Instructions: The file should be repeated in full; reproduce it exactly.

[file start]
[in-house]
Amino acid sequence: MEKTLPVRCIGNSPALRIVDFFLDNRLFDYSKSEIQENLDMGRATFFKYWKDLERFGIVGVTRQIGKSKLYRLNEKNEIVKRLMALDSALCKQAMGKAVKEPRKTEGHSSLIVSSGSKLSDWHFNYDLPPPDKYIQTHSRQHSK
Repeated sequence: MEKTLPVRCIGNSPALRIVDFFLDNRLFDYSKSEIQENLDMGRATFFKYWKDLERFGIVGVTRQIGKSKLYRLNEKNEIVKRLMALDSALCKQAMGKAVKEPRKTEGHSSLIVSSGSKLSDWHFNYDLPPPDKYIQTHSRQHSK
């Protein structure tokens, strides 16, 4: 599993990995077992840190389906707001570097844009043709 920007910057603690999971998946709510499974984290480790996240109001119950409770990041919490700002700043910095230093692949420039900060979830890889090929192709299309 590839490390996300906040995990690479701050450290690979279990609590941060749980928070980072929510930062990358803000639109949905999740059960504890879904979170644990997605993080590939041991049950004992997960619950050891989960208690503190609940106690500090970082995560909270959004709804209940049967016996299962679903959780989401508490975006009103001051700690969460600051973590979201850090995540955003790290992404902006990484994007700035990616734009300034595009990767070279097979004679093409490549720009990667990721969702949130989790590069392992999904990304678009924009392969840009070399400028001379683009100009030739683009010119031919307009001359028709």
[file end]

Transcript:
[in-house]
Amino acid sequence: MEKTLPVRCIGNSPALRIVDFFLDNRLFDYSKSEIQENLDMGRATFFKYWKDLERFGIVGVTRQIGKSKLYRLNEKNEIVKRLMALDSALCKQAMGKAVKEPRKTEGHSSLIVSSGSKLSDWHFNYDLPPPDKYIQTHSRQHSK
Repeated sequence: MEKTLPVRCIGNSPALRIVDFFLDNRLFDYSKSEIQENLDMGRATFFKYWKDLERFGIVGVTRQIGKSKLYRLNEKNEIVKRLMALDSALCKQAMGKAVKEPRKTEGHSSLIVSSGSKLSDWHFNYDLPPPDKYIQTHSRQHSK
């Protein structure tokens, strides 16, 4: 599993990995077992840190389906707001570097844009043709 920007910057603690999971998946709510499974984290480790996240109001119950409770990041919490700002700043910095230093692949420039900060979830890889090929192709299309 590839490390996300906040995990690479701050450290690979279990609590941060749980928070980072929510930062990358803000639109949905999740059960504890879904979170644990997605993080590939041991049950004992997960619950050891989960208690503190609940106690500090970082995560909270959004709804209940049967016996299962679903959780989401508490975006009103001051700690969460600051973590979201850090995540955003790290992404902006990484994007700035990616734009300034595009990767070279097979004679093409490549720009990667990721969702949130989790590069392992999904990304678009924009392969840009070399400028001379683009100009030739683009010119031919307009001359028709």